Archive for the ‘Name Badges & Place Cards’ Category

       I am co-hosting a dinner with a U.S. Senator. For purposes of preparing my place cards, how should they be addressed? For example, Senator Dianne Feinstein? OrSenator Feinstein?
For the other guests  I plan to use first and last name: Debbie Menzer. Is this proper ettiquette?
    — Debbie Menzer in Corporate Affairs
Dear Ms. Menzer:
        It would be better for all the place cards to be the same style. Senator Feinstein is the most formal form to use on a place card (it’s the conversational form).:
      Senator Feinstein
      Ms. Messemer
      Mr. Hickey
If you are going to include honorifics on some, you should do them all with honorifics.
The form I show above provides just the information needed for a guest to find his or her place.
But I see you are in corporate affairs. If it is your company style to include first and last names on place cards, how about giving the official her courtesy title:
      The Honorable Barbara Feinstein
      Debbie Messemer
Robert Hickey

It’s not technically ‘the most formal style” but you get first and last names … anyone entitled to a courtesy title gets theirs … and the place cards can be doneconsistently and I like consistency.
       – Robert Hickey www.formsofaddress.info

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Wondering what to put on a name badge for the Attorney General and a former attorney general. We usually do first name large, then first last underneath. Not sure what to do with these officials. Any help appreciated.
— Jenny

Dear Jenny:
    In my experience, it’s rare that you can get high officials to even wear a name badge, so if you can do that … congratulations.
Usually protocol professional go for consistency, so if you are including jobs/affiliations … then everyone should have their title or organization..
If you decide to accept inconsistency — because functionally you want first-name last-name … and think the Attorney General needs to be identified — you might write a non-official’s name badge as:

And a current official … in this case the current attorney generals badge as:
 Attorney General

Former attorney generals continue to be in writing as The Honorable … (see my page on attorney generals) but other than that …. they don’t get any special form of address
They go back to whatever they were before they were attorney general, but are of course identified as a former attorney general when appropriate.
                – Robert Hickey www.formsofaddress.info

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I’m working on name badges for speakers at our college’s conference and I’ve never been sure how to include degrees on name badges. What is the correct order?
Mark Johnson, BS, MA, PhD ?
Mark Johnson PhD, MA, BS?
Do you list them all or just the highest?
Heidi Miller PhD, MA, BA
Heidi Miller, PhD
 — LR

Dear LR:
Degrees are listed highest to lowest when more than one is included.
Regarding the decision to include degrees on name badges … most often name badges are written to provide information to facilitate networking and conversation. They aren’t biographies. Usually name badges provide the person’s call-by name.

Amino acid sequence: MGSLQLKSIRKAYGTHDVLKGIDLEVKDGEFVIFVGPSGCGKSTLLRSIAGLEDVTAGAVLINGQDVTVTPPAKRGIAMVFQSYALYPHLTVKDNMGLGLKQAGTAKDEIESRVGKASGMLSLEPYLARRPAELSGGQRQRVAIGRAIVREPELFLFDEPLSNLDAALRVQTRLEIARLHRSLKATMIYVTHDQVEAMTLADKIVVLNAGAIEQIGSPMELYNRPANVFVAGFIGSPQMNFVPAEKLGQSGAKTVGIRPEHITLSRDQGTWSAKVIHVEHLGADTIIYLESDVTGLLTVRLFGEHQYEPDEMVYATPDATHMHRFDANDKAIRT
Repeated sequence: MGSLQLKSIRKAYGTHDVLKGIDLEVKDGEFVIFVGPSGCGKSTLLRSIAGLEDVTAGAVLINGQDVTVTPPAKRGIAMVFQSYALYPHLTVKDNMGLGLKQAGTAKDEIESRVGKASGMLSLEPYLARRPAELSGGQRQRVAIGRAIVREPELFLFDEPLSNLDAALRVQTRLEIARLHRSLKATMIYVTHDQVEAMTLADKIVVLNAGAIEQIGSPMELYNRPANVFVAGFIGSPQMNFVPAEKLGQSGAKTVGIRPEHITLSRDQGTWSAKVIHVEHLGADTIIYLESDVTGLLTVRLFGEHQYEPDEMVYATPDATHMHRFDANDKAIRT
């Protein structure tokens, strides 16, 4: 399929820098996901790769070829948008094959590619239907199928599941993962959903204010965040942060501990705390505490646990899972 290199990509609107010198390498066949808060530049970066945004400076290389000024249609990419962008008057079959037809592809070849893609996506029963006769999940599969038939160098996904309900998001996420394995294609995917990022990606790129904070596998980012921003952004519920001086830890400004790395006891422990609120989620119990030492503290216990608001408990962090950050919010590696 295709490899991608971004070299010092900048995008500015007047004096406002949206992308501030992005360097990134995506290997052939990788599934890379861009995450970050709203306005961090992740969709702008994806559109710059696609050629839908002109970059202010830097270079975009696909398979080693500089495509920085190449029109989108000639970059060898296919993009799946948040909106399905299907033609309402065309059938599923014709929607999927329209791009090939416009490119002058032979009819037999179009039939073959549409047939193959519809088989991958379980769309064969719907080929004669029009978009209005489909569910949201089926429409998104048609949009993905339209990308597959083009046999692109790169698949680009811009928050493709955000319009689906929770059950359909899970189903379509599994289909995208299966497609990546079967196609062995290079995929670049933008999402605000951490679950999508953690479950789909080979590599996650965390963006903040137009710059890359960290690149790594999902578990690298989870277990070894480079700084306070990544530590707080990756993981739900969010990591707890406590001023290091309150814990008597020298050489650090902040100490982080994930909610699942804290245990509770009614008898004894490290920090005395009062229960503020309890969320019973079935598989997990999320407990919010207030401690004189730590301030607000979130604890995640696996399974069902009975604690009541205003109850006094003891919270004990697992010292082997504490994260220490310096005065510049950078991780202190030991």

In an academic environment where you might decide it’s necessary to use “Dr.” … so you might also give everyone honorifics .. Mr./Ms./etc. … to keep them consistent.:
Mr. Robert Hickey

Dr. Heidi Miller 

or provide some extra information:
Mr. Robert Hickey
The Protocol School of Washington

Dr. Heidi Miller
Department of Biology

or even more:
Mr. Robert Hickey
Deputy Director
The Protocol School of Washington

Dr. Heidi Miller
Department of Biology

– Robert Hickey www.formsofaddress.info

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I am writing place cards for an event and we have some cadets from West Point attending.  Do I write Cadet (last name), Mr./Ms. (last name) on their place card or just (First name) + (Last name) ?
— Cortney P.

Dear Cortney,
Yes … I have all the forms of address for United States Military Academy on page 210 of my book.
Place card would be: Cadet (surname)
– Robert Hickey www.formsofaddress.info


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Dear Robert:
I’m putting together place cards for a memorial dinner on April 17.  In general, I’m using the form:
Mr. Andy Clark
I choose to use Andy rather than Andrew because this is a social event (actually a formal dinner). Although the event has business overtones as I have a mix of corporate, government, and guests at our tables. Should I use the Andrew form instead of the Andy form?
Which is the right way to go for those with PhD (or equivalent) degrees:
Dr. Michele Gates
Ms. Michele Gates, PhD
Michele Gates, PhD
Ms. Michele Gates

How should I make out these cards?
— Thanks, Andy

Dear Andy:
Most formal/traditional place card would be just the basic information to help the guest find their seat – (honorific)+(surname):
Mr. Clark
Captain Thompson
Dr. Detweiler

At a an event where the card is printed with the name both sides to provide the names for networking etc. …  you do see full names use the full names (not nick names) like this:
Mr. Andrew Clark
Captain Robert W. Thompson
Dr. Charles Detweiler

Nick names are typically used at a casual event, such as at an in-house event where everyone is already on a first-name basis, or at your home.
PhD’s in academia and a research use “Dr” …  those who aren’t usually don’t.  So if Michele is a research scientist … write her card as Dr. Gates. If she’s in corporate work, use Ms. Gates.

— Robert Hickey     www.formsofaddress.info

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